What is Child Abuse?
Childhelp National Child Abuse Hotline Call 1-800-422-4453 (24/7)
Definitions of Child Abuse and Neglect in Federal Law
Federal legislation provides guidance to States by identifying a minimum set of acts or behaviors that define child abuse and neglect. The Federal Child Abuse Prevention and Treatment Act (CAPTA) (42 U.S.C.A. § 5106g), as amended by the CAPTA Reauthorization Act of 2010, defines child abuse and neglect as, at minimum:
"Any recent act or failure to act on the part of a parent or caretaker which results in death, serious physical or emotional harm, sexual abuse or exploitation"; or
"An act or failure to act which presents an imminent risk of serious harm."
This definition of child abuse and neglect refers specifically to parents and other caregivers. A "child" under this definition generally means a person who is younger than age 18 or who is not an emancipated minor.
While CAPTA provides definitions for sexual abuse and the special cases of neglect related to withholding or failing to provide medically indicated treatment, it does not provide specific definitions for other types of maltreatment such as physical abuse, neglect, or emotional abuse.
While Federal legislation sets minimum standards for States that accept CAPTA funding, each State provides its own definitions of maltreatment within civil and criminal statutes.
According to the Children's Bureau, Administration for Children and Families, U.S. Department of Health and Human Services:
Child Abuse & Neglect Statistics
These resources present statistics and data on the different types of abuse and neglect as well as the abuse and neglect of children with disabilities, abuse and neglect in out-of-home care, recurrence, and fatalities.
Because time is needed to compile, analyze, and publish data, statistical publications often are released 2 or more years after the time period being analyzed. Information Gateway makes every effort to ensure the resources provided are the most current statistics available.
HELP AND HOTLINES:
Need help? Call a hotline and talk to someone.
If your parent or caretaker is abusing you, you deserve better. It's not your fault. There are people that can help you and your situation can get better, but only if the adult gets help and is held accountable for his/her action. Again, it is not your fault.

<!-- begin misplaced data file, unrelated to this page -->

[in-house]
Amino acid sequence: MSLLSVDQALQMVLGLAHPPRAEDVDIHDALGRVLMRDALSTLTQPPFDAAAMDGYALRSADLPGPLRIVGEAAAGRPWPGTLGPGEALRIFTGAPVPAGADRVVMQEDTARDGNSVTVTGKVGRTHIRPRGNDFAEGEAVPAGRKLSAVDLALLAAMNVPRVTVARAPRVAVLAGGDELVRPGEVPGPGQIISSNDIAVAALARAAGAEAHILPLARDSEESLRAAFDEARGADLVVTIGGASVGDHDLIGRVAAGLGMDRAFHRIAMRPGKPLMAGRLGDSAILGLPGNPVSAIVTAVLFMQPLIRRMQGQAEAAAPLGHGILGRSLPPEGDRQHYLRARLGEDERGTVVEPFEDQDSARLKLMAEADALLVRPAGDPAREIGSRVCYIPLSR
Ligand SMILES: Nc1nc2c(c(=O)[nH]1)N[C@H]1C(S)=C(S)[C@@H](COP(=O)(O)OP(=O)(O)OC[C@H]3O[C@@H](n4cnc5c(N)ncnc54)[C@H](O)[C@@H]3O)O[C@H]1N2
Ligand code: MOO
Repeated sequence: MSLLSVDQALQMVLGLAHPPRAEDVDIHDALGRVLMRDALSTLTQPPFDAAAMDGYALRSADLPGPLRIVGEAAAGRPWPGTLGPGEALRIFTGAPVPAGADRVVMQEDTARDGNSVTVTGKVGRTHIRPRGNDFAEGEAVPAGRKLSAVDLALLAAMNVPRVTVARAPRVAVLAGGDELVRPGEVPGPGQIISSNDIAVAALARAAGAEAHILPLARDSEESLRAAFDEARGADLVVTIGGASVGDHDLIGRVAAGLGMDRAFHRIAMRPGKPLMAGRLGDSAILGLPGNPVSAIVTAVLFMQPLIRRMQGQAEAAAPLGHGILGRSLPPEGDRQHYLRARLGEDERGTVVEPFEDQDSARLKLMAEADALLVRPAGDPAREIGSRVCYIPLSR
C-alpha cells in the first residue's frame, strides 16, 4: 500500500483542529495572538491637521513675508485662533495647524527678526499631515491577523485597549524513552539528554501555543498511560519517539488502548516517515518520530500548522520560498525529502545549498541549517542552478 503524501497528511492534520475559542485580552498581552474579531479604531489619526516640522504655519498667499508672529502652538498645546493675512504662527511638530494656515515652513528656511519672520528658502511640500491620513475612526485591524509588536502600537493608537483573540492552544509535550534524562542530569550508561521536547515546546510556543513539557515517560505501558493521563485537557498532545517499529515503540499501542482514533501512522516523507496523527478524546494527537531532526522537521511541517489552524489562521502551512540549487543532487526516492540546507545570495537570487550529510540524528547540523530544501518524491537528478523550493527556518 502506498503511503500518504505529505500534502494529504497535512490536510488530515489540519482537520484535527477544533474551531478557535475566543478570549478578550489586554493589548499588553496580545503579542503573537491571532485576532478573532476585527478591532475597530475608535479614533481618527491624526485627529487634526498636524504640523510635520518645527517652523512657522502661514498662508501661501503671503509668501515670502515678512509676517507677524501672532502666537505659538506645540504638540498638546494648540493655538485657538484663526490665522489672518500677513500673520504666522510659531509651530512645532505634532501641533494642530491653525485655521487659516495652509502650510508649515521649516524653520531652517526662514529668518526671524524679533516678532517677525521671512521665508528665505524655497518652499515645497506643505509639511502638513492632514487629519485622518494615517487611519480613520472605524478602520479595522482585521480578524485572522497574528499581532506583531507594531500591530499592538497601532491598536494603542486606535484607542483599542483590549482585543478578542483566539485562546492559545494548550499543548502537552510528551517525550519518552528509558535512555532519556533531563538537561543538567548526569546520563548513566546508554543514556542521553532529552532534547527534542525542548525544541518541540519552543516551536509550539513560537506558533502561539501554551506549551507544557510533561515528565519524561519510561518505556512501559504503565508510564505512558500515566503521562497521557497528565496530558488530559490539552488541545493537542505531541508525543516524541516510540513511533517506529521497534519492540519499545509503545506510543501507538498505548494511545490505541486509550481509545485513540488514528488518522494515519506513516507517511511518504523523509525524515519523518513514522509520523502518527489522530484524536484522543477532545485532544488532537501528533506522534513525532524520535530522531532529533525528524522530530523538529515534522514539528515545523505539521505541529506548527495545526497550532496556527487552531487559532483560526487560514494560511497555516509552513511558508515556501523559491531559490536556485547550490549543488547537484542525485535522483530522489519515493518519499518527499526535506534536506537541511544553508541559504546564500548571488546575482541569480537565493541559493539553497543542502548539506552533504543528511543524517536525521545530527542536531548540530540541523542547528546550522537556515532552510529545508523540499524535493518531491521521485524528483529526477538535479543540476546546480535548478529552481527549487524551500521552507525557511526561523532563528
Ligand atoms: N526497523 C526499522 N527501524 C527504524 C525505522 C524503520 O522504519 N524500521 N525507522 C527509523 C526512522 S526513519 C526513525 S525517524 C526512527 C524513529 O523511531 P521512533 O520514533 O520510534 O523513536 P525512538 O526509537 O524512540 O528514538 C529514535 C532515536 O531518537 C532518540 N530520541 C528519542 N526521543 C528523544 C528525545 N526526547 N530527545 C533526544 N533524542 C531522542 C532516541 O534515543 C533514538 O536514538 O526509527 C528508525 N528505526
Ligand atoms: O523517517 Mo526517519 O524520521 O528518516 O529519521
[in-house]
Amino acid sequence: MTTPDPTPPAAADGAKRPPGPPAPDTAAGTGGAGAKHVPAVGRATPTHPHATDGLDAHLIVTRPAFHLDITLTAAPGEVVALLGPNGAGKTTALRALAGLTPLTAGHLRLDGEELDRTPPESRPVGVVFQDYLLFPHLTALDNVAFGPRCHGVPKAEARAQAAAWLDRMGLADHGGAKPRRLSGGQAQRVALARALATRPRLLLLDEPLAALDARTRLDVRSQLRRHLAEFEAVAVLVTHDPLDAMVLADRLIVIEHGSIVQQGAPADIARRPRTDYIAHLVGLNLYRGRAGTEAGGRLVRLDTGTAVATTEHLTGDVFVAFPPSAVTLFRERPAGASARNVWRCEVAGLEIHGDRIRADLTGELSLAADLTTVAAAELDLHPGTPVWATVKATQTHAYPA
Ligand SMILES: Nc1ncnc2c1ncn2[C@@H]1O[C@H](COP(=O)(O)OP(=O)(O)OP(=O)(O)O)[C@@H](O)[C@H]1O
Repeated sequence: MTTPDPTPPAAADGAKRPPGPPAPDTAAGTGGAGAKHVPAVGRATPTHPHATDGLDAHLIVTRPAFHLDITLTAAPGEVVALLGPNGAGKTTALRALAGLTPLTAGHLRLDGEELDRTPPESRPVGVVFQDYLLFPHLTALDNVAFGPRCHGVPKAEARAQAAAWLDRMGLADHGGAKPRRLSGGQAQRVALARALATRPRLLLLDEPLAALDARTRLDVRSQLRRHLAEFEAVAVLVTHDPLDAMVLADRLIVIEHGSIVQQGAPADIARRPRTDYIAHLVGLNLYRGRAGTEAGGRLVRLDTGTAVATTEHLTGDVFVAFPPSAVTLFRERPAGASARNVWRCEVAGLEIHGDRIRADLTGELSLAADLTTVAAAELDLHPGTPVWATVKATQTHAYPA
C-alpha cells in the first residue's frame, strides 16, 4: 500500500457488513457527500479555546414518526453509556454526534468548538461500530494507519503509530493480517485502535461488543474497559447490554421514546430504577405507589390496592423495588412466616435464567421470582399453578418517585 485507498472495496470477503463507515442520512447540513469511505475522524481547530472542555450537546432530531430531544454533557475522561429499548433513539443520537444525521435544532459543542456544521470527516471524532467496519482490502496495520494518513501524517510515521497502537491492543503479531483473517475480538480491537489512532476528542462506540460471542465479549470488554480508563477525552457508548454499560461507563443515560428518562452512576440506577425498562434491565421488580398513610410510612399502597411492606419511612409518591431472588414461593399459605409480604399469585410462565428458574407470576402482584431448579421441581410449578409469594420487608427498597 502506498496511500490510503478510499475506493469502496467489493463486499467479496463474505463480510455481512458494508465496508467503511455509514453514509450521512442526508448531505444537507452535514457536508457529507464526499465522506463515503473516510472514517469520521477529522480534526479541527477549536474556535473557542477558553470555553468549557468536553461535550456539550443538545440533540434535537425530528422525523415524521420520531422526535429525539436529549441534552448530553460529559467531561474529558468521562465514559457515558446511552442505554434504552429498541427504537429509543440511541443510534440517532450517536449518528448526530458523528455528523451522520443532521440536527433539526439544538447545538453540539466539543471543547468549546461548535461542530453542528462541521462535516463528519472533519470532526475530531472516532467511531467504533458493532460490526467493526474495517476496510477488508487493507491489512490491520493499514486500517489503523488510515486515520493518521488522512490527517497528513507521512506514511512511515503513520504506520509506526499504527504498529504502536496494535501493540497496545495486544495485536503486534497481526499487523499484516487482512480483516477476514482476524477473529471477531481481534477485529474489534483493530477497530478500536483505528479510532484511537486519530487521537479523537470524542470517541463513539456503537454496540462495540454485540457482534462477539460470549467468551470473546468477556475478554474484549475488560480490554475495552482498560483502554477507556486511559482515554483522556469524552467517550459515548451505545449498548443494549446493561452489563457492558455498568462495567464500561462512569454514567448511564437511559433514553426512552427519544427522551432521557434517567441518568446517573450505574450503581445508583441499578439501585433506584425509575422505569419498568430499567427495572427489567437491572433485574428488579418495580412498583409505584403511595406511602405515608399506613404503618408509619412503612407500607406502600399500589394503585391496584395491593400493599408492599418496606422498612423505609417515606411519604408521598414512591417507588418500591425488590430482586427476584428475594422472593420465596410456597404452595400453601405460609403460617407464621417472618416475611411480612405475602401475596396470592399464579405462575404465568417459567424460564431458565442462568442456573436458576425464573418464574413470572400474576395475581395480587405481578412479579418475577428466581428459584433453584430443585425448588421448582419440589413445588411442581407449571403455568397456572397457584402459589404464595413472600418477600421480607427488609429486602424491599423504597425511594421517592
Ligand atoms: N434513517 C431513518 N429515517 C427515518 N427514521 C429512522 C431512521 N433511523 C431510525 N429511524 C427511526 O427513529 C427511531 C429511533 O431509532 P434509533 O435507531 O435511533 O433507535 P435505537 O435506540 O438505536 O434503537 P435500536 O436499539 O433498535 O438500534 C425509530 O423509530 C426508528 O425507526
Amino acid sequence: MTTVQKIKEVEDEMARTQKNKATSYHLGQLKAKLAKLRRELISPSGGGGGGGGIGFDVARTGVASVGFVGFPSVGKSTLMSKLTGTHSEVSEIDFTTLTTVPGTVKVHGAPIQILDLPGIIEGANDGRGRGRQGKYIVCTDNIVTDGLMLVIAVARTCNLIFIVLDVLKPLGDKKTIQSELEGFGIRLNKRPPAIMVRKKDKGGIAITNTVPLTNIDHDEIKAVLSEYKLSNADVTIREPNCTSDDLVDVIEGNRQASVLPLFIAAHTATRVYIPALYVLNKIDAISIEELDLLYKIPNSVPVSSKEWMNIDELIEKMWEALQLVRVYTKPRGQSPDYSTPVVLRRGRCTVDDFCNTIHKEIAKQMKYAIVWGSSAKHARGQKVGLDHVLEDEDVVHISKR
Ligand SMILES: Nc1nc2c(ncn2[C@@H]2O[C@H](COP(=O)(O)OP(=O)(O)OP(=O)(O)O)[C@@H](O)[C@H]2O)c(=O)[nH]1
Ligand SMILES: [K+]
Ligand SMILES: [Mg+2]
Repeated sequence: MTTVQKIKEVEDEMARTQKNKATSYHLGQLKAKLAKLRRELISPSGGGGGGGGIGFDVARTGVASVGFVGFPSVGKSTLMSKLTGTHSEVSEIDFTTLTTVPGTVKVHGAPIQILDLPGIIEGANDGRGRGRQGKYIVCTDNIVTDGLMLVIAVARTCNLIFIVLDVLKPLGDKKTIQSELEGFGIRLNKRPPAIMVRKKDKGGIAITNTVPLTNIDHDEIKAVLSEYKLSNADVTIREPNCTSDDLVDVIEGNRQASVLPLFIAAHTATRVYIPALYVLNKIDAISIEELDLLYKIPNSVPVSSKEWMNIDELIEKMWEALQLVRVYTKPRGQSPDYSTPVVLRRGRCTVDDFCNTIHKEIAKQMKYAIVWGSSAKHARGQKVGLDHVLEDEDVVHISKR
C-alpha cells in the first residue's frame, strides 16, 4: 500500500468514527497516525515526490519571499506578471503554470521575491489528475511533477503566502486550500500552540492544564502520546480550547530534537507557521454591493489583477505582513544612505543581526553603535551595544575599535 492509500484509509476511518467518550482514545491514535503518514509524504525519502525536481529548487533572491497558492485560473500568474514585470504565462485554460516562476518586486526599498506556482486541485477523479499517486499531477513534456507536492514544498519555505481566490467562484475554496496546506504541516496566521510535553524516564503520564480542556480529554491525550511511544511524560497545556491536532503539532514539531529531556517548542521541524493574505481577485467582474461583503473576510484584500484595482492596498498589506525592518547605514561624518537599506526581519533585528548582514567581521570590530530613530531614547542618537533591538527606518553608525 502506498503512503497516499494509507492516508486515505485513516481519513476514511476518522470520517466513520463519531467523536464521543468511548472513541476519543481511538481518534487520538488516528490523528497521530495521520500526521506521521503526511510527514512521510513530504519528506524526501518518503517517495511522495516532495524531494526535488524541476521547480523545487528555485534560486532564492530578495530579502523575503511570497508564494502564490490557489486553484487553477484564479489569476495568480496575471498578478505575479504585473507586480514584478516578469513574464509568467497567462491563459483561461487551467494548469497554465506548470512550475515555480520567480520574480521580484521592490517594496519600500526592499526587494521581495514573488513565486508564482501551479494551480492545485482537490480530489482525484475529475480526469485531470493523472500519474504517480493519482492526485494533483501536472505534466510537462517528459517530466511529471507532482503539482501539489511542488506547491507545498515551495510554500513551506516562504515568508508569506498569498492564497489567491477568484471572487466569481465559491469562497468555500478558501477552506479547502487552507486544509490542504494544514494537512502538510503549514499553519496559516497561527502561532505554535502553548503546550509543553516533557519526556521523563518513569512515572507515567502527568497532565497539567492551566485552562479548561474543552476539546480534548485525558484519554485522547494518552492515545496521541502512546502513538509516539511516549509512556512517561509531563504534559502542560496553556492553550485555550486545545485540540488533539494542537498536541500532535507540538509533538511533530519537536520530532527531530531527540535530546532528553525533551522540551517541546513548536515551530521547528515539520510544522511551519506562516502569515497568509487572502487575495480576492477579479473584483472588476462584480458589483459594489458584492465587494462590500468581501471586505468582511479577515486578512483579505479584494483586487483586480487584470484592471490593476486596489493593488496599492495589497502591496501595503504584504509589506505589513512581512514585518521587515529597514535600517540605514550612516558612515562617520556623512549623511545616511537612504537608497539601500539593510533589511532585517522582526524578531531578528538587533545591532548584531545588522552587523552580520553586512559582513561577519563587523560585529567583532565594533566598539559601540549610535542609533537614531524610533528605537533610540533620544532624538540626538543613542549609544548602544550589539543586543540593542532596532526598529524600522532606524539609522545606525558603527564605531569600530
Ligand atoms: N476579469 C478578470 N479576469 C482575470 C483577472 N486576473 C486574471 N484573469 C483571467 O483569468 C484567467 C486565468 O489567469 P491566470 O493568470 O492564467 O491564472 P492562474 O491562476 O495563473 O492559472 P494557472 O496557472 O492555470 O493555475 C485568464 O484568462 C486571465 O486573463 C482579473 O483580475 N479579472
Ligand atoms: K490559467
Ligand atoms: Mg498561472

Toll-Free Crisis Hotline Numbers provided by Child Welfare:
Phone: 800.4.A.CHILD (800.422.4453)
Whom They Help: Child abuse victims, parents, concerned individuals
Child Sexual Abuse
Phone: 866.FOR.LIGHT (866.367.5444)
Whom They Help: Children and adults needing local information or resources about sexual abuse
Domestic Violence Hotline
Phone: 800.799.SAFE (800.799.7233)
Whom They Help: Children, parents, friends, offenders
Help for Parents
Phone: 855.4APARENT (855.427.2736) (available 10 a.m. to 7 p.m., PST, weekdays)
Whom They Help: Parents and caregivers needing emotional support and links to resources
Human Trafficking Hotline
Whom They Help: Victims of human trafficking and those reporting potential trafficking situations
Alliance on Mental Illness
Phone: 800.950.NAMI (800.950.6264)
Whom They Help: Individuals, families, professionals
Find of America
Phone: 800.I.AM.LOST (800.426.5678)
Whom They Help: Parents reporting lost or abducted children, including parental abductions
Find of America—Mediation
Phone: 800.A.WAY.OUT (800.292.9688)
Whom They Help: Parents (abduction, prevention, child custody issues)
Center for Missing and Exploited Children
Phone: 800.THE.LOST (800.843.5678)
Whom They Help: Families and professionals (social services, law enforcement)
Abuse & Incest National Network (RAINN)
Phone: 800.656.HOPE (800.656.4673)
Whom They Help: Rape and incest victims, media, policymakers, concerned individuals
Alcohol and Substance Abuse Information Center
Whom They Help: Families, professionals, media, policymakers, concerned individuals
Suicide Prevention Lifeline
Whom They Help: Families, concerned individuals
Youth in Trouble/Runaways
Phone: 800.RUNAWAY (800.786.2929)
Whom They Help: Runaway and homeless youth, families